It was Mark Twain who separated the act of untruth into three categories: “lies, damned lies and statistics.” Writer/director Thomas Vinterberg and cowriter Tobias Lindholm (A Hijacking) make a case for a fourth category with Jagten (The Hunt): “lies about molestation.” It’s a type of lie that’s so vile, it shouldn’t be mixed in the general population with the other lies out of a fear for safety.

In The Hunt, this “fourth category” lie had no malice in its telling, as apple-cheeked kindergartner Klara (Annika Wedderkopp) didn’t mean any harm to befall her teacher, Lukas (Mads Mikkelsen). He had shown her such kindness when she needed it, at a time when her mother and father (who is Lukas’ best friend), were routinely shouting and neglecting her. She developed an innocent crush that became something dangerous when Lukas explained to her what appropriate boundaries are. Armed with accidentally adopted sexual language she overheard from her brother, Klara’s tiny broken heart lashes out in a false confession to another teacher that is too anatomically specific not to take seriously.

That’s the stunning part of The Hunt: Nobody really does anything wrong. Well, no adult anyway. Lukas is fighting for custody of his teenage son and working to put his life back together, and with one small spoken sentence he may lose everything, including his new girlfriend, Nadia (Alexandra Rapaport). The fellow teachers who investigate the claim can’t be faulted for their disgust; how else do you behave when you find out one of your peers who was entrusted with protecting children allegedly did the unimaginable? Grethe (Susse Wold) actually vomits during Klara’s questioning, entirely out of guilt that she was unable to keep this tiny child safe. Theo (Thomas Bo Larsen) tries to listen to Lukas but finds himself nearly maiming him, which is kind of understandable for a father who thinks his best friend molested his daughter. And even Klara, to her credit, realizing the magnitude of her slip tries to take it back, but things have moved beyond her control. How much anger can you direct at a 5-year-old for false evidence?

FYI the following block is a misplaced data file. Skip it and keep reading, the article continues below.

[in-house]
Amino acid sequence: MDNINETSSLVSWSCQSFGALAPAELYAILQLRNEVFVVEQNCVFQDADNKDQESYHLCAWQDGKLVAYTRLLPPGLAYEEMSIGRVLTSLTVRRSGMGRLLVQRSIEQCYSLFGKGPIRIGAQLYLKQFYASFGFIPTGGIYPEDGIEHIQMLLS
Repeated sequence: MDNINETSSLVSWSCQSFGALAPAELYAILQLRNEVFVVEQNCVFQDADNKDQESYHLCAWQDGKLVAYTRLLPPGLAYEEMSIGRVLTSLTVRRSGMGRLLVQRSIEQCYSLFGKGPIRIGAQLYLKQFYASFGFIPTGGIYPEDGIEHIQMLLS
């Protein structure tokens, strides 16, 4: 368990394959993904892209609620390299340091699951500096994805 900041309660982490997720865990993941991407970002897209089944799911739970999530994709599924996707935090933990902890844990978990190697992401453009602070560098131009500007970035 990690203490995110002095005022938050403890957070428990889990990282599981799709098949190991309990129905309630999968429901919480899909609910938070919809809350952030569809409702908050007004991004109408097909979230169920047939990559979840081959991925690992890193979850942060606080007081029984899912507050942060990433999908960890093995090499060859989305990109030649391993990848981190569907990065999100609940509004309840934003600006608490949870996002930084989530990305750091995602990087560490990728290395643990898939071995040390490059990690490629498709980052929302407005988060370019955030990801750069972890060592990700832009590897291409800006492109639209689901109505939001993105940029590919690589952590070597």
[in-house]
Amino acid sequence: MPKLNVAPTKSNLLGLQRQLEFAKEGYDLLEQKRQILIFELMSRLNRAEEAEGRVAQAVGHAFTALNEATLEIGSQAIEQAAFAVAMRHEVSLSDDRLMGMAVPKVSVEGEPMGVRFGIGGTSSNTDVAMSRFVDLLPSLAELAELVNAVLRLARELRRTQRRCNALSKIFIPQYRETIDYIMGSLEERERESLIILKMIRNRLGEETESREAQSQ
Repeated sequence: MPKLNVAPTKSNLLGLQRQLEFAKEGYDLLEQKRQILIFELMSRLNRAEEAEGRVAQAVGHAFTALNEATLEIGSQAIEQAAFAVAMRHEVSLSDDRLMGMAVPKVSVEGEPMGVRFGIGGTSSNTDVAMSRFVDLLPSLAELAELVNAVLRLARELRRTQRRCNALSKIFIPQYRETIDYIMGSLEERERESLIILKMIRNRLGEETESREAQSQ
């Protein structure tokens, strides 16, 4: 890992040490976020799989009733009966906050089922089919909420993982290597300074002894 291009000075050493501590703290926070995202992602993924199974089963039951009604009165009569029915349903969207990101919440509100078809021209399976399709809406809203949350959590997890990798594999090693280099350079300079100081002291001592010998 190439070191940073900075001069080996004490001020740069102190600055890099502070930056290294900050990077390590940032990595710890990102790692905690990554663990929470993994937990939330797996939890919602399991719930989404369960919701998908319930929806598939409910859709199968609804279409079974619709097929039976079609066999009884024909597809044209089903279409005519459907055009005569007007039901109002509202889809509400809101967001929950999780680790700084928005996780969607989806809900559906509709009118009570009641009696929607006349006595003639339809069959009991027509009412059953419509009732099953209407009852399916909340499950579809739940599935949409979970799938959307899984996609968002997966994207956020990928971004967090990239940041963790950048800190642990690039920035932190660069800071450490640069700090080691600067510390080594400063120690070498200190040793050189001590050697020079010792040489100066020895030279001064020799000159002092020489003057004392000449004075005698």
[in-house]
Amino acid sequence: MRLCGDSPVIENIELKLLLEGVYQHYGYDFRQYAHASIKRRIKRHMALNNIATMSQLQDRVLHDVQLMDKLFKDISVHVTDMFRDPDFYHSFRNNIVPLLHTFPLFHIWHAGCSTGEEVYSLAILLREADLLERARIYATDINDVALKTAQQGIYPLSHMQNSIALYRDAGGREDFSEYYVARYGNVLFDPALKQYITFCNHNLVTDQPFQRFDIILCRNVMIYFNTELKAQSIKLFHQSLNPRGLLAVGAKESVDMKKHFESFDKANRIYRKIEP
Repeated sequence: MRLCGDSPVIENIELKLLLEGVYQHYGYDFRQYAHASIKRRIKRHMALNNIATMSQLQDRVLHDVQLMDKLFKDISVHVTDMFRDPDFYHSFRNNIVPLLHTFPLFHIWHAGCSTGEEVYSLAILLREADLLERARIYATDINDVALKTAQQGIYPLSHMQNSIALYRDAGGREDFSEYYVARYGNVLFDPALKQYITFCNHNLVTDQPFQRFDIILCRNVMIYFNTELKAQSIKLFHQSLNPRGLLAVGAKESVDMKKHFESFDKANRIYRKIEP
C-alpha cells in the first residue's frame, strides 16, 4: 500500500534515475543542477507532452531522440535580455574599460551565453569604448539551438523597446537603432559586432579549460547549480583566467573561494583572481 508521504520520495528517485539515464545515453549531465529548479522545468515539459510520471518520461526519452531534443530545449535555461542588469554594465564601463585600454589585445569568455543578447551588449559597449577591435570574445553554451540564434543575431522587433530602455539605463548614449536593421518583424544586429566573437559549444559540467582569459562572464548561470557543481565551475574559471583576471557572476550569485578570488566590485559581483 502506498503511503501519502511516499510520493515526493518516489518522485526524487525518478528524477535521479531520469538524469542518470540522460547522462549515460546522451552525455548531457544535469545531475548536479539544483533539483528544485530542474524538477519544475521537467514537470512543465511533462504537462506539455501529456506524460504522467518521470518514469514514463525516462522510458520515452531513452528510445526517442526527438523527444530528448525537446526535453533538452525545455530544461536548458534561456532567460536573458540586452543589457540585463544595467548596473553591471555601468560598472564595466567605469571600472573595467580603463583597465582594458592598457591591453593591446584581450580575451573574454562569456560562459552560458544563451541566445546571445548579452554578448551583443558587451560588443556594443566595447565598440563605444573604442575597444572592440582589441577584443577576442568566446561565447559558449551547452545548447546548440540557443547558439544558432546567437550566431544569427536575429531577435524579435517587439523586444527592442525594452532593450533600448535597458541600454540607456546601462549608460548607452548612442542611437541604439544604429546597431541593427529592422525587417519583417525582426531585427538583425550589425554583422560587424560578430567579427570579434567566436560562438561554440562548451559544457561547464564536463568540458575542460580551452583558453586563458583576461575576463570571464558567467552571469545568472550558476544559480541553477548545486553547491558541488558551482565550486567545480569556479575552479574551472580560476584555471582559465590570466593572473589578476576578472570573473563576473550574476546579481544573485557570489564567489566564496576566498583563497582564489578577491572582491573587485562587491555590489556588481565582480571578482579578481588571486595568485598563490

In case you couldn’t guess, The Hunt is not exactly date movie. In fact, unless you enjoy the feeling of simmering in a warm tub smothered with guilt gravy and stewing in awkward juice, things are going to get uncomfortable. But as Mikkelsen carves out a hauntingly muted, complex character who finds a moral fortitude and instinct to fight back inside himself more powerful than even he imagined, the story moves towards something that looks like what the Danish equivalent of “okay” may be. Although the slow pace has purpose, it does drag a bit, which isn’t what anyone wants in their “false accusation of child molestation” movie. But the creepiest part is how easily the movie unfolds, leaving audiences wondering about the unspeakable power of the unspeakable “fourth category” of lies.

Grade = B+

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